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Oral Glucocorticoids for Immunoglobulin A Nephropathy

Published on May 25, 2023   -  4 min read


Oral glucocorticoids are used for treating IgA nephropathy. Read further about the causes, its role and treatment of immunoglobulin A (IgA) nephropathy.

What Is IgA Nephropathy?

Immunoglobulin A nephropathy (Berger’s disease) is a renal disease that results due to immunoglobulin A deposits accumulating in the kidneys, causing inflammation that destroys kidney tissues. IgA is an antibody, a protein built by the immune system to defend the body from foreign entities such as bacteria or viruses. Most people with IgA nephropathy need assistance from a nephrologist, a doctor who specializes in treating kidney disease.

IgA nephropathy involves the kidneys by damaging the glomeruli. The glomeruli are bunches of looping blood vessels in nephrons (the filtering units of the kidneys) that filter wastes and remove excess fluid from the blood. The buildup of IgA precipitates inflames and harms the glomeruli, resulting in the kidneys oozing blood and protein into the urine. The injury results in scarring of the nephrons that advances gradually over several years. Ultimately, IgA nephropathy can lead to end-stage renal disease, also called ESKD, which means the kidneys no longer work adequately to keep an individual healthy. When a person’s kidneys fail, a renal transplant or artificial blood-filtering treatment called dialysis is required.

What Causes IgA Nephropathy?

IgA nephropathy is an autoimmune renal disorder in which the body’s immune system damages the kidneys. People with IgA nephropathy have an elected blood level of IgA that includes less of a unique sugar, galactose, than normal. This galactose-deficient IgA is supposedly foreign by other antibodies circulating in the blood. As a result, these other antibodies bind to the galactose-deficient IgA and form a clot. This clot is also known as an immune complex. Some of the clots become attached to the glomerulus of the nephron and result in inflammation and injury. For some individuals, IgA nephropathy is familial. Recently, varied genetic markers that may play a function in the growth of the disease have been found. IgA nephropathy may also be associated with respiratory or intestinal infections and the immune system’s reaction to these infections.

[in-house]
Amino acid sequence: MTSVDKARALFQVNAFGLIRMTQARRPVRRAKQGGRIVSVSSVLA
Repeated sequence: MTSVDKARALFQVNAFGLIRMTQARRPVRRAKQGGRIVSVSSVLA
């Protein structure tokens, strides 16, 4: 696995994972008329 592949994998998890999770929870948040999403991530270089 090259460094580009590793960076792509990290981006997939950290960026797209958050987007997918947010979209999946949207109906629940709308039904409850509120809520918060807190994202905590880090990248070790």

What Is the Role of Glucocorticoids in Treating IgA Nephropathy?

  • The record of corticosteroids in IgA nephropathy is lengthy. A study indicated a clear advantage of oral prednisone (40 milligrams per day tapered over one to two years) in the initial phase of the disease with (creatinine clearance of more than 70 millimeters per minute) and prevailing proteinuria of one to two grams per day, with a reduction in proteinuria and safety from functional deterioration at ten years follow-up.
  • The results of using corticosteroids in IgA nephropathy at low doses and for a short duration are poor.
  • The inflammatory behavior of IgA precipitates seemed, at this time, largely controversial.
  • IgA is recognized to play a defensive role against pathogens in mucosal secretions, in evoking the inflammatory reaction by complement activation and mediators release. The mesangial cells act as glomerular capillary networks and highly reactive cells, proliferating and generating inflammatory mediators after contact with macromolecular IgA.
  • Rather than passive mesangial engulfment of barely immunologically active immunoglobulins, IgA glomerular deposits turn out to be toxic resulting in mesangial cell activation, matrix production, proinflammatory cytokine release, and the endocapillary influx of inflammatory cells, which resulted in sclerosis.